Extreme Weather and Climate Change: Three Cities Focus on Resilience
“The acidity of the water in some stretches is now so strong that it will soon be unusable.”
In an era of climate change, weather around the world is becoming more unpredictable and more extreme. Every year, storms, heat waves, and droughts are occurring with much more frequency and severity, greater complexity, and with more inter-related effects. Among the least prepared for the impacts of climate change are low-income urban groups, who often live in informal settlements and hazard-prone areas such as on riverbanks or along exposed coastlines.
In collaboration with Rockhopper TV and the BBC, The Rockefeller Foundation has supported the development of a documentary series focusing on the vulnerabilities cities are facing from climate change. Here’s a look at the challenges and on-the-ground resilience efforts of three cities—Havana, Paris, and Adelaide—to improve individuals and communities abilities to cope with, respond to, and recover from disasters.
Hurricane Gustav, the second most destructive hurricane in 2008, completely destroyed close to 30,000 homes and damaged another 100,000 homes. There isn’t enough money to rebuild all the houses to withstand hurricanes but through combined efforts of researchers and architects, they are exploring how building designs can help adapt houses so that they can withstand worsening hurricanes.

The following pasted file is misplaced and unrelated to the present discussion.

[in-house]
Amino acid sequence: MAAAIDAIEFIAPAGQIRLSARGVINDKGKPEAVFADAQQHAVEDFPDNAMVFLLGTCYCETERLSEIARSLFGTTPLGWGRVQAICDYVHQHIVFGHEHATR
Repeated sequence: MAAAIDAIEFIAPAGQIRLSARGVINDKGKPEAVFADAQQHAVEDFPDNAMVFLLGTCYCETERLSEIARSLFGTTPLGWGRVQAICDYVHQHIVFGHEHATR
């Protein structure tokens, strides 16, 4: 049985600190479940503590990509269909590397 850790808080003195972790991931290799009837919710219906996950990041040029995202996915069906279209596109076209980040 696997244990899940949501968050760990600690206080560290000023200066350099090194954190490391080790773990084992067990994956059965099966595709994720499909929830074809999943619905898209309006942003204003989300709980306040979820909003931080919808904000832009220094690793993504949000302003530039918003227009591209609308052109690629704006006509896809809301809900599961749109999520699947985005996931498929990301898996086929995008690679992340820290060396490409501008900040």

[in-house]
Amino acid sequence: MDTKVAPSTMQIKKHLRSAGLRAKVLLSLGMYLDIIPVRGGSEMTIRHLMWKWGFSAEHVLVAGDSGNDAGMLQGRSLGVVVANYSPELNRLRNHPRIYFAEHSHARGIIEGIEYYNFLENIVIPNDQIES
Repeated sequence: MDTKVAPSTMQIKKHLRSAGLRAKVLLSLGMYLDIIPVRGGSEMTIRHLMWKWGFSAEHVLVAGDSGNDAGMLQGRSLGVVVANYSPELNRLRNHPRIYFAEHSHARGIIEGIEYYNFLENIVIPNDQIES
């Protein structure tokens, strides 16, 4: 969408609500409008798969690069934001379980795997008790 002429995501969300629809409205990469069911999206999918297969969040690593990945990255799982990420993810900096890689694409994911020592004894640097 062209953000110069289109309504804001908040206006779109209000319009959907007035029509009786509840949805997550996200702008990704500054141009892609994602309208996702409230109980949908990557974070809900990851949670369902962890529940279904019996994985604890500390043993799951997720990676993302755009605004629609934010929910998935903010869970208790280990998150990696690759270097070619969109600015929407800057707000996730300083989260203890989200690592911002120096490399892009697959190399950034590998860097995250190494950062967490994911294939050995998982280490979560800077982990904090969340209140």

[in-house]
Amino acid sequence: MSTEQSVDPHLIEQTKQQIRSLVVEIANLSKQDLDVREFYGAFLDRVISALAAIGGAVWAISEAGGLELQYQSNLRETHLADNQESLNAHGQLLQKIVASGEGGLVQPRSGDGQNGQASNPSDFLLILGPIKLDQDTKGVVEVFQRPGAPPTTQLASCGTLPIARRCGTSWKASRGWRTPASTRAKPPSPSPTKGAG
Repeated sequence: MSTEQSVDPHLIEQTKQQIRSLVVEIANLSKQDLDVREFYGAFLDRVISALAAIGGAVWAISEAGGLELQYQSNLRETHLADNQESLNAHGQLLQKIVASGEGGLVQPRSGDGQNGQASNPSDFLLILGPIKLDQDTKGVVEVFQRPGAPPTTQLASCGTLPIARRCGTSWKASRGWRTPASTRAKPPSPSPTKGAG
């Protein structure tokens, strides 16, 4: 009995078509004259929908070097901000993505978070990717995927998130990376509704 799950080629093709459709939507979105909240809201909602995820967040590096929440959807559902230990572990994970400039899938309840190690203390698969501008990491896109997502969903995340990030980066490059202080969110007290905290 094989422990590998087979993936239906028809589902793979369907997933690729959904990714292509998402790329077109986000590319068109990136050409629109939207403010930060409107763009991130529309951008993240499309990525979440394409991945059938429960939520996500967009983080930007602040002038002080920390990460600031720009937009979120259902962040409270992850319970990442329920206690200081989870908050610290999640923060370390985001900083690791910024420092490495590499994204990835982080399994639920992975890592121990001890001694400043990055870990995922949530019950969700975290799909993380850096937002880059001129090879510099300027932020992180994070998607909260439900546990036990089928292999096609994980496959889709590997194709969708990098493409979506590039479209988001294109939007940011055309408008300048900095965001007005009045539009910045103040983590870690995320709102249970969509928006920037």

An unprecedented heat wave swept through France in the summer of 2003 causing as many as 70,000 deaths as temperatures soared to 95 degrees Fahrenheit (35 degrees Celsius). “Never had we seen this number of deaths,” recounted a healthcare worker in Paris who said the majority of the victims were elderly. It is predicted that the number of days France will experience heat waves will increase from 3 days at the beginning of the century to about 40 days by 2100. How can the city respond? Meteo France suggests having an early warning system to forecast a few days in advance and to communicate this information to its people.
Australia is the world’s driest inhabited continent and droughts have increasingly become more severe because of climate change. Farmers are feeling this impact annually and the result is devastating as they provide half of Australia’s food supply. As the Murray River runs dry in Adelaide, experts are worried about what this would mean to the 1.3 million people who are heavily dependent on the river, “The acidity of the water in some stretches is now so strong that it will soon be unusable.” The city is sending a strong call to urge leaders to plan for climate change and work out what has to be done to survive.
For more innovative solutions that are helping communities, states and greater regions become more resilient to future disasters, here’s a look at how rapidly growing Asian cities are preparing.